A lovely-sounding person left a comment on my blog which said, 'I'm finding it hard to come to terms with the fact that there's so much unhappiness in the world.' I understand that completely. Over the last three years my main emotion has been outrage. Again and again I find myself unable to come to terms with the amount of suffering there is all around me. But the question is - why am I surprised? And why is the lovely-sounding person on my blog so surprised? After all, the levels of suffering have not got worse. In fact, if anything, suffering has vastly reduced over the last fifty years (at least in the Western world). So then why are any of us surpised? To me this is a key question. I think it has to do with the fact that we are living in a society which is in massive denial about sadness, adversity, grief, pain. We live surrounded by images of happiness and talk of positive thinking. Conversations about death are considered morbid. Feeling sad is equated with failure or weakness. Avoiding pain has become the main national occupation. And so we are conned into thinking that the world is essentially a happy place. But it isn't. Suffering is right at the heart of human existence - and it doesn't matter how rich you are, how educated you are, how good you are - that's always going to be the same. If that were accepted and discussed then there wouldn't be people like me (aged 41) saying, 'Oh but I didn't know it would be this hard.'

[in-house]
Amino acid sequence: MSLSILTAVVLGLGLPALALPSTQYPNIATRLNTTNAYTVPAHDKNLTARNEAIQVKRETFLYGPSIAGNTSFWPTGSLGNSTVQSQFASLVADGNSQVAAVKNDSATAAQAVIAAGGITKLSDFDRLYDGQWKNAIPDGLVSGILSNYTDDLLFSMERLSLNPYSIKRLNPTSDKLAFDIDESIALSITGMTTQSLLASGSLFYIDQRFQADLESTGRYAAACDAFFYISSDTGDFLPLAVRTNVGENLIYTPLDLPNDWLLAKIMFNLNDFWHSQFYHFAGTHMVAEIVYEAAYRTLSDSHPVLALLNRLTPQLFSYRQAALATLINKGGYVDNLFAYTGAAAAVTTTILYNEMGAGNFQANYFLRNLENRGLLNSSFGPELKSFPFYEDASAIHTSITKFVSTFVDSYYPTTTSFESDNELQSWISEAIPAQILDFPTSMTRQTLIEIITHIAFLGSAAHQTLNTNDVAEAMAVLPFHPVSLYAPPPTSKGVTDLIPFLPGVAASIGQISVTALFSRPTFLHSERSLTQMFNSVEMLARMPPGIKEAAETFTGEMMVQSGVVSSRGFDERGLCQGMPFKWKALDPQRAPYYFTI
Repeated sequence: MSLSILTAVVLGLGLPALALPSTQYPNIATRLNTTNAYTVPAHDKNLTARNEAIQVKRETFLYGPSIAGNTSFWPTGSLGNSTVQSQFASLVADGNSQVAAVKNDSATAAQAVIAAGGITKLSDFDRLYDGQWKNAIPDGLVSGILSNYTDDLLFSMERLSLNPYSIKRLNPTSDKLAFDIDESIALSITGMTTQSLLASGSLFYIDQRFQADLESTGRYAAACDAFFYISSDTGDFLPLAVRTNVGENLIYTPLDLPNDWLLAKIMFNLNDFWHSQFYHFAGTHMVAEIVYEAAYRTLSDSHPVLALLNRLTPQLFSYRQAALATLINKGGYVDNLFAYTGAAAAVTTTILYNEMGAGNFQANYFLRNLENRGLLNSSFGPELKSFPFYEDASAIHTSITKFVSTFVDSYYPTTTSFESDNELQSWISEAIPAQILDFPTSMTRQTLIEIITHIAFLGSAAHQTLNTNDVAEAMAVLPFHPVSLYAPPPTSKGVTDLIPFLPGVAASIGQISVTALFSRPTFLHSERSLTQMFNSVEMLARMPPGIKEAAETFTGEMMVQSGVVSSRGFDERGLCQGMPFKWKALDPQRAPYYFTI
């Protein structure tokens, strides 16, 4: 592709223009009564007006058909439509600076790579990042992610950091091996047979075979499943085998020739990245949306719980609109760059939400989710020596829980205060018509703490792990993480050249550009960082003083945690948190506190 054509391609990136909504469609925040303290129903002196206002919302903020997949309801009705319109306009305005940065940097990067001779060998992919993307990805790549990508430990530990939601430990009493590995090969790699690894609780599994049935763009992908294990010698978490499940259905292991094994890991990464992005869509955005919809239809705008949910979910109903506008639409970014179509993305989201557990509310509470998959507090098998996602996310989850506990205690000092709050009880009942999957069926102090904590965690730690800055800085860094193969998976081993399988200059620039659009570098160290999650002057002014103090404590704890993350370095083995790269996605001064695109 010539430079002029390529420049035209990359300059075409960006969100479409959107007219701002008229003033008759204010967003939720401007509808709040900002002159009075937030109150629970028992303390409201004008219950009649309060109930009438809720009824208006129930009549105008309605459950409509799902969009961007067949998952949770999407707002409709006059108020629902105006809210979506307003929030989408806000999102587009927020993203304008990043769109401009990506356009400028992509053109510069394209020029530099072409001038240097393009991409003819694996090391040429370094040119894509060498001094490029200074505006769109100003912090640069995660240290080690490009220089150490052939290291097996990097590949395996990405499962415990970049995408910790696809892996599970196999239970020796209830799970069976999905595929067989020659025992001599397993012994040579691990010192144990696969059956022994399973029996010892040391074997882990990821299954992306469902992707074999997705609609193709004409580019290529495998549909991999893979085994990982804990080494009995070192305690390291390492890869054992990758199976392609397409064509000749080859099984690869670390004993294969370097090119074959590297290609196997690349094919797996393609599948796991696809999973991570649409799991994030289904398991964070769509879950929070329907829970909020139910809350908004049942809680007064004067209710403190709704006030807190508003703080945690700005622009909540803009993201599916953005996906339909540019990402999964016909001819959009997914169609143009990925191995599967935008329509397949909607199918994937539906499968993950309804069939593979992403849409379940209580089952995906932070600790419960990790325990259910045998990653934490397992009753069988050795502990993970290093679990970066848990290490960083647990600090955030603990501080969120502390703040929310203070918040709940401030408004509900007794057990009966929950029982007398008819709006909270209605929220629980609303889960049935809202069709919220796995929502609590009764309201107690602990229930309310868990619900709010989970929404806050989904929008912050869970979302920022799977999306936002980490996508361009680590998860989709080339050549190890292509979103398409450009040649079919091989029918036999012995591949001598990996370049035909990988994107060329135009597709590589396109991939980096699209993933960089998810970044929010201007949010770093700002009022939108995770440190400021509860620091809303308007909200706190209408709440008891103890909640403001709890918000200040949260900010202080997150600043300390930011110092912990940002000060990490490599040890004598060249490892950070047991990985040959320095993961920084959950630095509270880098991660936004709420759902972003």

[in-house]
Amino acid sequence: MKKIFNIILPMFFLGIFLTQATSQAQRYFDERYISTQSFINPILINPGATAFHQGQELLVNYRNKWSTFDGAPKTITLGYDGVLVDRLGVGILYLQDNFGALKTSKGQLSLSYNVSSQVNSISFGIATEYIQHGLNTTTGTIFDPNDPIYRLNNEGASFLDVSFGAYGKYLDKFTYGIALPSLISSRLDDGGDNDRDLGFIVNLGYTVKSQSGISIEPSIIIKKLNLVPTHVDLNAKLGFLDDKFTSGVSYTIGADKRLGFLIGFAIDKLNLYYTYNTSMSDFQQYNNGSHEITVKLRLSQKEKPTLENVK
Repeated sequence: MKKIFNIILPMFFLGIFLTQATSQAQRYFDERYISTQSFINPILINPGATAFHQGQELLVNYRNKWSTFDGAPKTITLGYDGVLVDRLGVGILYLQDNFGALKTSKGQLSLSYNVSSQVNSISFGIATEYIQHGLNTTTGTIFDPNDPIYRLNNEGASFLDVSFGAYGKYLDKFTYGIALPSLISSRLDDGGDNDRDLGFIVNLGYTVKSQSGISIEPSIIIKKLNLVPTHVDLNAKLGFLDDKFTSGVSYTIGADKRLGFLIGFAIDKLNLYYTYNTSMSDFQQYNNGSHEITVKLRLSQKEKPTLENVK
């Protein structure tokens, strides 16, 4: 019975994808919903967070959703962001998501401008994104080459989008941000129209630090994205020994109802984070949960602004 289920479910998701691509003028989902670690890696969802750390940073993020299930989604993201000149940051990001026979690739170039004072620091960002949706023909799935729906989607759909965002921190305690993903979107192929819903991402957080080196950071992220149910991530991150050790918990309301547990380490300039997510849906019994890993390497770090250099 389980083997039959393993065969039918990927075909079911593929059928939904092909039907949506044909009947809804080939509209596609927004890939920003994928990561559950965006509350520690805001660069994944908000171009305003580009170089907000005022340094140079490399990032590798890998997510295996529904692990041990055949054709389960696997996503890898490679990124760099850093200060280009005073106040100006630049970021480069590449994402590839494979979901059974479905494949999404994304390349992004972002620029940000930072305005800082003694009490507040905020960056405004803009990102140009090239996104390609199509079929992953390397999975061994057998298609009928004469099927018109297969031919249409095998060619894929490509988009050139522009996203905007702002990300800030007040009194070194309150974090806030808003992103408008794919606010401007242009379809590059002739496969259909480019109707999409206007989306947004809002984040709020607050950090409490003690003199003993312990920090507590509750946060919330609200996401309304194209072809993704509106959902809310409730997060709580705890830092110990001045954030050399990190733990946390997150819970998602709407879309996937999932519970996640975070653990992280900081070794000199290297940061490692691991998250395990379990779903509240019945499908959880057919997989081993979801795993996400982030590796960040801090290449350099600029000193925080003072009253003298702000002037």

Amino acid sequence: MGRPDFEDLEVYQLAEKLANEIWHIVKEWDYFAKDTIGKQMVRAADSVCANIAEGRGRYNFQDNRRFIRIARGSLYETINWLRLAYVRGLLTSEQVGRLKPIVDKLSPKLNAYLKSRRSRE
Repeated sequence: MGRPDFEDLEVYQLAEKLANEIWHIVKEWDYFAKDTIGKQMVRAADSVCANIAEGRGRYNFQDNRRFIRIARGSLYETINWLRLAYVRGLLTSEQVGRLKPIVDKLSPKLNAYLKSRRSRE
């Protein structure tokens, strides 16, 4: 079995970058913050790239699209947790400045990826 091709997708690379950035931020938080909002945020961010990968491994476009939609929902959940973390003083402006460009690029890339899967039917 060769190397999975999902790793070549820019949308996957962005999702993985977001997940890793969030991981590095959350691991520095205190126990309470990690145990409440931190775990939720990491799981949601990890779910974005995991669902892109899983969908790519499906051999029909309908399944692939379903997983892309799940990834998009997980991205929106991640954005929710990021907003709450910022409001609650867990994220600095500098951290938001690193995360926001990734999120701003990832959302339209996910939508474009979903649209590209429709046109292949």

Wednesday, 11 June 2008